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The Ghost Road by Pat Barker
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The Ghost Road (original 1995; edition 1995)

by Pat Barker

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2,003363,351 (3.99)238
Member:lilianboerboom
Title:The Ghost Road
Authors:Pat Barker
Info:E. P. Dutton (1995), Edition: 1st, Hardcover, 256 pages
Collections:Your library
Rating:****
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The Ghost Road by Pat Barker (1995)

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I have conflicting feelings about Remembrance Day, and the public reverence of World War I in both Britain and Australia. I suspect that for most of the 20th century, when the war was a real event in the living memory of many people, that it was probably purely a day of remembrance and reflection. Now, in the age of 9/11 and Iraq and Afghanistan, when it seems so distant as to be entirely mythical, I think our society’s perception of World War I – and, by extension, all wars – has slipped back towards the jingoism and nationalism of the 19th century ruling class who propagated it in the first place. I stood at the moat of the Tower of London last week, amongst crushing crowds, and admired Blood Swept Lands and Seas of Red for the striking public artwork that it is – but I couldn’t help but feel unsettled by this sanitised, aestheticised depiction of war, which has become the accepted norm.

Pat Barker’s Regeneration trilogy – which begins with Regeneration, continues in The Eye In The Door and concludes with the Booker Prize-winning The Ghost Road – is an incredibly important piece of contemporary literature which highlights the real, ugly truth of the war; one of the most important truths being the fact that it had terrible effects on everybody it touched, not just the young men who lost their lives. (And I use the word “lost” rather than “gave” very intentionally.) It’s notable that The Ghost Road is the first novel in the series which actually has scenes set in the war zone that aren’t memories, dreams or flashbacks. The previous two books, especially The Eye in the Door, focused as much on the wives, mothers, pacifists, protesters and wounded as they did on the soldiers and the dead. That’s another side effect of our reverence for veterans and war dead; it marginalises the effects war has on civilians.

From a purely technical standpoint The Ghost Road is certainly the finest book in the trilogy, and a deserving winner of the Booker Prize. It cleanly narrows the scope down to two of the trilogy’s main characters: Dr Rivers, a fictionalised version of the real-life psychologist who treated traumatised soldiers, and Billy Prior, Barker’s fictional working class officer who returns to the front despite an opportunity for a desk role, out of an ineffable sense of duty towards his fellow soldiers. Prior’s experience at the front is contrasted with Rivers’ treatment of the wounded in London, and a surprisingly extensive flashback sequence detailing Rivers’ time as an anthropologist in the South Pacific, which serves as a comparative metaphor about death and its effect on those who remain living. I criticised Barker’s writing style in Regeneration and to a lesser extent The Eye In The Door because much of it involved conversations between two men sitting on opposite sides of a desk. The Ghost Road, however, has a wonderful sense of physical beauty, from a tropical beach in Melanesia to the ruins of an overgrown French village:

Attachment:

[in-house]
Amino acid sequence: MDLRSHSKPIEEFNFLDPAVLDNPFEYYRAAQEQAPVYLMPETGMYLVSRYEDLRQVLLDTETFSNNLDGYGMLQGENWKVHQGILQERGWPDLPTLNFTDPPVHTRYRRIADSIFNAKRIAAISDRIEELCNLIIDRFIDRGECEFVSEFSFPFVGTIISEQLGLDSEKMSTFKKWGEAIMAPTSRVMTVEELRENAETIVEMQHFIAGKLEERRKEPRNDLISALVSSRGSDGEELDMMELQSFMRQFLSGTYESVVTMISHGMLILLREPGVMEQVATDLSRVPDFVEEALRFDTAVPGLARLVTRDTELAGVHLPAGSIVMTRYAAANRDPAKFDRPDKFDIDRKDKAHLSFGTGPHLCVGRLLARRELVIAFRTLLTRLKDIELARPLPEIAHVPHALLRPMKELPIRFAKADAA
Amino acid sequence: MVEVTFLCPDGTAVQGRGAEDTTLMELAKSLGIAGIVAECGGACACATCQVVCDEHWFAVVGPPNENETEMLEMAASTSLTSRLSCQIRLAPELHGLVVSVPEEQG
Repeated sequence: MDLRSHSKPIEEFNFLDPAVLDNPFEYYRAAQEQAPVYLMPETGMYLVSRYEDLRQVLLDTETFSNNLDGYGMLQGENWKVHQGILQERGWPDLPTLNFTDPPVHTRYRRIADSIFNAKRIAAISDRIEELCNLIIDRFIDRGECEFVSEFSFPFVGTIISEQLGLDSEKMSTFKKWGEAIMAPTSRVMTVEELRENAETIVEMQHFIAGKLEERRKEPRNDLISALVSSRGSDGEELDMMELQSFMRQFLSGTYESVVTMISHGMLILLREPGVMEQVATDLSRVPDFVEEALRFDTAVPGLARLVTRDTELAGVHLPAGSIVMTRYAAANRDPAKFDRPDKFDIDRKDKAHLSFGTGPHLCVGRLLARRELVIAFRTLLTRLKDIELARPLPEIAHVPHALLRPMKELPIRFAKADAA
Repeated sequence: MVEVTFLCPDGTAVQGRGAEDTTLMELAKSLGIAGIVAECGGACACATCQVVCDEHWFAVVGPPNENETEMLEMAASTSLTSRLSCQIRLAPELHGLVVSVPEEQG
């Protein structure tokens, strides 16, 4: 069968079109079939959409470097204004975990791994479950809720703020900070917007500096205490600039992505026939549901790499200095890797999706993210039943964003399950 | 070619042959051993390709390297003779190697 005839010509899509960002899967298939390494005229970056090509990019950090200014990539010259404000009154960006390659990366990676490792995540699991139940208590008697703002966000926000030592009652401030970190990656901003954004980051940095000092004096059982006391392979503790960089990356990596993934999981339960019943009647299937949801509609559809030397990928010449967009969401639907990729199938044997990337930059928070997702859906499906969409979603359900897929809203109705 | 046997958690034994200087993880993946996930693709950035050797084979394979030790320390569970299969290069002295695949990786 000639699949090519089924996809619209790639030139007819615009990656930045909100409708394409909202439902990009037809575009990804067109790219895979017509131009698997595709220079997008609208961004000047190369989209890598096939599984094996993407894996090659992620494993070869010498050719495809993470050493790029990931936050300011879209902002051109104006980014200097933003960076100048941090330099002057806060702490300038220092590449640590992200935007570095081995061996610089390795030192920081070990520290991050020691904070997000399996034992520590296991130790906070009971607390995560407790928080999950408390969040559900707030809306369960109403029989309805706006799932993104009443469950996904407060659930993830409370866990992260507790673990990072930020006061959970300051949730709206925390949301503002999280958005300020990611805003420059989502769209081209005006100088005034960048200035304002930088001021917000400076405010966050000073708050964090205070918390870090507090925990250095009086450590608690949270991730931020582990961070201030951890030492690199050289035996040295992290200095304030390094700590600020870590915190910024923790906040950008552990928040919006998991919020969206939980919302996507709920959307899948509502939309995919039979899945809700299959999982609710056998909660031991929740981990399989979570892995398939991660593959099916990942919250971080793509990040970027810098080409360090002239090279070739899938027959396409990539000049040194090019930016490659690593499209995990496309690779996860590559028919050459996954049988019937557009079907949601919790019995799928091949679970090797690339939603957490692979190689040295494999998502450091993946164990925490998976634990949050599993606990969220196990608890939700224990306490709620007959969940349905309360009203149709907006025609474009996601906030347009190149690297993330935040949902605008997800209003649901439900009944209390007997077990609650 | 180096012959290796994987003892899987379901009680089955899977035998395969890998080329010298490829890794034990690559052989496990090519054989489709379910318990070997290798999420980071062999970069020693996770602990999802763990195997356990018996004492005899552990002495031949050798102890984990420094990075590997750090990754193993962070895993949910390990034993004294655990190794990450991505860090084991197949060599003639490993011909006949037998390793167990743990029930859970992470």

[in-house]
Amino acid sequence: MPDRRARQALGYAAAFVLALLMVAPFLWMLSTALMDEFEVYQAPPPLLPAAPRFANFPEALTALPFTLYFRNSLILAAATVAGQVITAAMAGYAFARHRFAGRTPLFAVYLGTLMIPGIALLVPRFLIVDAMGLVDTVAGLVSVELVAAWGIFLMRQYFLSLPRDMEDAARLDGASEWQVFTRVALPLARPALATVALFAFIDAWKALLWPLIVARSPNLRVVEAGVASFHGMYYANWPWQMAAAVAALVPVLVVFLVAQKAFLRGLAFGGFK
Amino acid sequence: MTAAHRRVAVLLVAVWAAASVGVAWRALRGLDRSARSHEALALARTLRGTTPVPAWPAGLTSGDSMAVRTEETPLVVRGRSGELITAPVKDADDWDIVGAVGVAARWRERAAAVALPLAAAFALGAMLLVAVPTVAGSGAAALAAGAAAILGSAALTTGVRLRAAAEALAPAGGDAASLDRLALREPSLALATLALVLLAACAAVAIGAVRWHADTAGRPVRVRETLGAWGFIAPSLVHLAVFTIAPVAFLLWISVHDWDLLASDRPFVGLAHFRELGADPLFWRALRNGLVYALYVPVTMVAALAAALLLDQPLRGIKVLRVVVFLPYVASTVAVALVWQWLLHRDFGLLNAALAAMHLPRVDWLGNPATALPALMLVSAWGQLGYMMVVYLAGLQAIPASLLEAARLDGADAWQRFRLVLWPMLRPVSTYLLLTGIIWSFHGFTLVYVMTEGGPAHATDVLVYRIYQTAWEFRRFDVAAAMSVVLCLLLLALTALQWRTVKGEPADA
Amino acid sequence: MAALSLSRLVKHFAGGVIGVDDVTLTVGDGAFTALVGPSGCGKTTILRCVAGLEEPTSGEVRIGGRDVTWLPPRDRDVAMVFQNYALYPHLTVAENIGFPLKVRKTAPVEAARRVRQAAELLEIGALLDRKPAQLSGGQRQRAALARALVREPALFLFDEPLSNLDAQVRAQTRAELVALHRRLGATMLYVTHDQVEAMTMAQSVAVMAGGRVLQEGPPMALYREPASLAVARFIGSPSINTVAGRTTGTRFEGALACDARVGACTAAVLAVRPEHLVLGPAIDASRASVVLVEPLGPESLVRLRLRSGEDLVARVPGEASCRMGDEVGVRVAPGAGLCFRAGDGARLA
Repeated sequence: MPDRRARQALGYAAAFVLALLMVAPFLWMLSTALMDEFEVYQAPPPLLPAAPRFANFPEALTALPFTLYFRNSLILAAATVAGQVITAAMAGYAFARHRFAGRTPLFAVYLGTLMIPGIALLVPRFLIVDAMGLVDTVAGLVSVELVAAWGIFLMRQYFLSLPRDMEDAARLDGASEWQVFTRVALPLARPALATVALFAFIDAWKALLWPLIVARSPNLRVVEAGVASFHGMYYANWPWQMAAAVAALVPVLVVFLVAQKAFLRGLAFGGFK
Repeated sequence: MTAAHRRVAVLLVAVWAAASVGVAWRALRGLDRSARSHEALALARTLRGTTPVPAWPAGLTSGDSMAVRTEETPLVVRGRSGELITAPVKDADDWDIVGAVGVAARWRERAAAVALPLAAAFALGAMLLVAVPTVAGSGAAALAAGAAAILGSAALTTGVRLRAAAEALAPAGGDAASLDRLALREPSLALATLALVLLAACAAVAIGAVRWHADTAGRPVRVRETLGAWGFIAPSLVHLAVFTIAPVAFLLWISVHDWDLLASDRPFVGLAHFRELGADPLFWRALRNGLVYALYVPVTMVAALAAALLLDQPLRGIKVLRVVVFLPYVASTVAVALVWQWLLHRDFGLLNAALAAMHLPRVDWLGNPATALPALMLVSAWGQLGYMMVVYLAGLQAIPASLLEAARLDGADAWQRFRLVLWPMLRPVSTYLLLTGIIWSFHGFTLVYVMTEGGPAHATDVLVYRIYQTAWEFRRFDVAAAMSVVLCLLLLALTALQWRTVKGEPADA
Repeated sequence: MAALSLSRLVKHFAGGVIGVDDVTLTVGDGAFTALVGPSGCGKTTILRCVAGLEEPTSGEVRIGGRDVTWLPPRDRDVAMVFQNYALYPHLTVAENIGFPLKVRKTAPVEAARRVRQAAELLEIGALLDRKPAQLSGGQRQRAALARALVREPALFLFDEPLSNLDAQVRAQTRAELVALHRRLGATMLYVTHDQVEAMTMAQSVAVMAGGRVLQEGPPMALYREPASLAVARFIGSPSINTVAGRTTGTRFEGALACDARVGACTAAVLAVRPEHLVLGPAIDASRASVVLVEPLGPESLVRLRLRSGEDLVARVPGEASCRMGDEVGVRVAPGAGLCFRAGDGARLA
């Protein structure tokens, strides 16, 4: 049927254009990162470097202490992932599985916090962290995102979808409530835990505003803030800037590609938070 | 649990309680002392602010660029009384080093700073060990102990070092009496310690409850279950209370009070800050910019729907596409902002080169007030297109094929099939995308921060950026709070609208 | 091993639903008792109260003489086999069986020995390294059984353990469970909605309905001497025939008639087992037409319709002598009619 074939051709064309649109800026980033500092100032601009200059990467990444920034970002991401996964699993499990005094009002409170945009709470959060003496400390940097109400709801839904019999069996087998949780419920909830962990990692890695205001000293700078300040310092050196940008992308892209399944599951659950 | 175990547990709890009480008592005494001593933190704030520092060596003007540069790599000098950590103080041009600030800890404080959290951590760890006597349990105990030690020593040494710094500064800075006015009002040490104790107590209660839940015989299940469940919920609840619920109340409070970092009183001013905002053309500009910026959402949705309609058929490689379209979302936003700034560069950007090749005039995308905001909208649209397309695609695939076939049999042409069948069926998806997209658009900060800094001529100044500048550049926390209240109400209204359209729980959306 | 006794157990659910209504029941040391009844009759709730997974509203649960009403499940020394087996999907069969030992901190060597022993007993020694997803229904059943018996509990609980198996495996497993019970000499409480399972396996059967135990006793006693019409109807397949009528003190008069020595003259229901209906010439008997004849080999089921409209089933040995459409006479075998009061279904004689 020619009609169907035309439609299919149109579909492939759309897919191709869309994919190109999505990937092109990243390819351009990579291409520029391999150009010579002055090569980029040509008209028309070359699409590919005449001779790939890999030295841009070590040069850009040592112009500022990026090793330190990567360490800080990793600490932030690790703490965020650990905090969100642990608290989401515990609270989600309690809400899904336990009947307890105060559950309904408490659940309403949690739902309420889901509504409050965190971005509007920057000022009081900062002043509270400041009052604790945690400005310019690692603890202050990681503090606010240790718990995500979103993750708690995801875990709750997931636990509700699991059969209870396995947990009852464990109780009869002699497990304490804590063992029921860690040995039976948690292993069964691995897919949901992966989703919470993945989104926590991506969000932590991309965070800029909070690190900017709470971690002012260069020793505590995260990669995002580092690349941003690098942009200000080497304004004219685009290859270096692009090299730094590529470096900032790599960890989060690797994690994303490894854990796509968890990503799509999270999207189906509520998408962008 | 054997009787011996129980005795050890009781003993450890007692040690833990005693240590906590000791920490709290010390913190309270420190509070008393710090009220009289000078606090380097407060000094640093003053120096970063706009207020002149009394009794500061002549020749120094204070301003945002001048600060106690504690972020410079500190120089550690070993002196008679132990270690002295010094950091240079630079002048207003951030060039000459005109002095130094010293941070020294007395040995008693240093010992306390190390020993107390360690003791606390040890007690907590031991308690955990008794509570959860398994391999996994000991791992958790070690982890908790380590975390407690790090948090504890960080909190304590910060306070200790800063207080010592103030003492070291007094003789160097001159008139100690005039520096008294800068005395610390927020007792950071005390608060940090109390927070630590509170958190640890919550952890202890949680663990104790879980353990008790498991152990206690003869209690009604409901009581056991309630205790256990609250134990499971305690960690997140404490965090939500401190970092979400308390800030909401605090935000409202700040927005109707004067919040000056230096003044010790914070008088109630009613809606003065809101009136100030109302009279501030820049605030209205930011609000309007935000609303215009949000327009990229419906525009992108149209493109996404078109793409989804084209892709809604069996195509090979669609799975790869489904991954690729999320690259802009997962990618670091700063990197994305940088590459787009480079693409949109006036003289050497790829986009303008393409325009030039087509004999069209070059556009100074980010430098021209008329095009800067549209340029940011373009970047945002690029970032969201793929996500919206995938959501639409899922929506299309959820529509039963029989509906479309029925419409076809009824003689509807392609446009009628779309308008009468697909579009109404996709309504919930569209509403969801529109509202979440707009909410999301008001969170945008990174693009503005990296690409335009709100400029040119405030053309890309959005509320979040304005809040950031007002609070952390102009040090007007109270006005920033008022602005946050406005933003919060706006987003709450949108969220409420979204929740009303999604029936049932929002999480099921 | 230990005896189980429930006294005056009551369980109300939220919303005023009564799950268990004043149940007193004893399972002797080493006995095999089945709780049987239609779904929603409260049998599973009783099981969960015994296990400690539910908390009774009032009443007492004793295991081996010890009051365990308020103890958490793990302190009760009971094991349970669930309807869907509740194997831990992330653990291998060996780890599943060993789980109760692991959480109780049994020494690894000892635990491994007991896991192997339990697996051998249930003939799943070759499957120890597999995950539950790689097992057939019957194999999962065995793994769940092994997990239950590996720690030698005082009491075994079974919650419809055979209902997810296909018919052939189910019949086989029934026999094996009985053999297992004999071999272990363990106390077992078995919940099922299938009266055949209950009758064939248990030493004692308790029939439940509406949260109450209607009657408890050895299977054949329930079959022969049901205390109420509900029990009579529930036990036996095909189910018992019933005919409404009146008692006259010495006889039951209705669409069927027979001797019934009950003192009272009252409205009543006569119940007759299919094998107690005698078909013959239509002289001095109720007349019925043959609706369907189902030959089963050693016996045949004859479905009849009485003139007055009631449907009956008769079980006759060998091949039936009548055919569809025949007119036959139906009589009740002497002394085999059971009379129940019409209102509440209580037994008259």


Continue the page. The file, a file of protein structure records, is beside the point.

A labyrinth of green pathways led from garden to garden, and they slipped from one to another, over broken walls or through splintered fences, skirting bramble-filled craters, brushing down paths overgrown with weeds, with flowers that had seeded themselves and become rank, with overgrown roses that snagged their sleeves and pulled them back. Snails crunched under their boots, nettles stung their hands, cuckoo spit flecked a bare neck, but the secret path wound on.

I’ve always appreciated this trilogy for its brutal and honest depiction of the war, but The Ghost Road is the first of Barker’s books which I actually enjoyed as a novel as well.